Women in Iran have started a defiant act of protest just by standing outside and showing their hair.

In protest of the compulsory hijab law, one of the defining characteristics of the Islamic republic, women are forgoing the headscarves in public and instead waving their hijabs on the end of sticks.

The law enforcing the hijab has been in place since the Islamic Revolution in 1979. A headscarf and loose clothing covering the body are mandatory for every woman in the country. The law also extends to tourists and foreign visiting dignitaries, regardless of their personal religious beliefs.

Removing the hijab in public is punishable with fines or jail time. The compulsory hijab law has become one of the main pillars of the ruling system in the past 39 years.

A movement begins

On Dec. 27, a 31-year-old woman named Vida Movahed stood on top of a utility box and began waving her scarf on the end of a wooden stick. Movahed, who is also the mother of a 19-month-old baby, was arrested later that day, detained and held in custody before being released a few weeks later.

Movahed’s act of peaceful civil disobedience started a widespread movement that has left authorities trying, unsuccessfully so far, to short circuit it. An official report by Iranian news agency Tasnim says at least 29 women have been arrested in Tehran alone.

Young men have also joined the protest.

“We support our sisters,” Pouya, a 24-year-old engineering college student said. “Even if they arrest them all we will keep the movement going by holding up their scarfs.”

A nation speaks

A nationwide survey about the Islamic veil found that 49.8 percent of Iranians, both men and women, consider the hijab a private matter and believe the government should not interfere.

The 20-page report was conducted in 2014 by the Center for Strategic Studies, a research group run by the office of Iran’s president, but was only published on Monday.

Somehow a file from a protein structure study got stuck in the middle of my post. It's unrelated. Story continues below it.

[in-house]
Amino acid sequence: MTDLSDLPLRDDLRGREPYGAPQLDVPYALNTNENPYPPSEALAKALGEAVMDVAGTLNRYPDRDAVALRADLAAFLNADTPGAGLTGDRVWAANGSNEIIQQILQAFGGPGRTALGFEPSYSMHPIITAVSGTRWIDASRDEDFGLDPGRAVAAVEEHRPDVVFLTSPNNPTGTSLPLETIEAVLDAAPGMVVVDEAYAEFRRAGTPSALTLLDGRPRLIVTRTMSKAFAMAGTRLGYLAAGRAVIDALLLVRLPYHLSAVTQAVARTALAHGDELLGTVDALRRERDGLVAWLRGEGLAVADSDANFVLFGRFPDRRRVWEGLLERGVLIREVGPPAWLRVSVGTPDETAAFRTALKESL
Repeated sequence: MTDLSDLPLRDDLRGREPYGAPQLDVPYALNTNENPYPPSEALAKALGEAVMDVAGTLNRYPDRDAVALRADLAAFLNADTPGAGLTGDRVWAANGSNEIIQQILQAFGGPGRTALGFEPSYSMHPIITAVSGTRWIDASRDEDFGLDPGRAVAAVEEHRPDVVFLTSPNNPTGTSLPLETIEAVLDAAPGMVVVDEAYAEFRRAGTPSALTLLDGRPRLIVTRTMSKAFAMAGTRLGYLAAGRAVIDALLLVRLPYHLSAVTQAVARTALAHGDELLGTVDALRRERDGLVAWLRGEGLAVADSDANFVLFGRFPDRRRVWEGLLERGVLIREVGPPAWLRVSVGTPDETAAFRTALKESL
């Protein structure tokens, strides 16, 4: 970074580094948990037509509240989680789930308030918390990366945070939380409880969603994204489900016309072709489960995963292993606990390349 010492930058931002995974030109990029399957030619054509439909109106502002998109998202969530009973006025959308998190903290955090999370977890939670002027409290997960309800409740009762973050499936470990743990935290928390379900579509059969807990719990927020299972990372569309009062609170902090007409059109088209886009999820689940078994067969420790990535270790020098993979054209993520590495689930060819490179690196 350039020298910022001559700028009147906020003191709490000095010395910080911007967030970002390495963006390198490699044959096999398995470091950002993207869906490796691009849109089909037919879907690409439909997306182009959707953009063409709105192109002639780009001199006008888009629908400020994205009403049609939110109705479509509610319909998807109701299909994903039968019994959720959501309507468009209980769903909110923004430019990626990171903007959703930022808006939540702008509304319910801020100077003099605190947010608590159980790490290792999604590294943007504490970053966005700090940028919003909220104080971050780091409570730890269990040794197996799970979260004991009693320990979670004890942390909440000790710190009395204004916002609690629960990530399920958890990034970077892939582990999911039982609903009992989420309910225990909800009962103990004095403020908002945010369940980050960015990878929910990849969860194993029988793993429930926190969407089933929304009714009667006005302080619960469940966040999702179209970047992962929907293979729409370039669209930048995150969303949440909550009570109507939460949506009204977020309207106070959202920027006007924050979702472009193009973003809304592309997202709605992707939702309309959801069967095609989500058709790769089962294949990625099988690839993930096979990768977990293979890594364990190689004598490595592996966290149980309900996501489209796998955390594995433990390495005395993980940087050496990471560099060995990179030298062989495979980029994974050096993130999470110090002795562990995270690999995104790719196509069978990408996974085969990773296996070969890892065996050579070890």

According to the report’s findings, hijab and women’s issues are one of the most contentious debates in the country and for the ruling system. The report adds that it would be very difficult to continue to enforce a state-run dress code in such a conflicted social climate.

Social media is allowing Iranians to have their voice heard on this issue throughout the world. Powerful footage, pictures and messages of support are going viral in Iran and internationally.

Hashtags like #GirlsOfRevolutionSt (Mohaved took her stand ironically in one of the busiest streets in Tehran: Revolution Street) and #NoToForcedHijab are taking hold.

“Women will conquer this city with freedom again,” says Tahmineh, a 33-year old physical education trainer.

A movement like this is previously unheard of among Iranian women, who for years quietly debated whether a protest of compulsory hijab could garner widespread support.

The answer is now clear, and the images are powerful.

As #MeToo gains traction in India, a government minister accused of sexual misconduct steps down

It’s the highest-profile resignation since the movement took off this month

For the first time in 35 years, women are allowed into a soccer stadium in Iran

But did it actually represent change?

Ethiopian Prime Minister Abiy Ahmed’s cabinet is 50 percent women

The reformist prime minister named women to top positions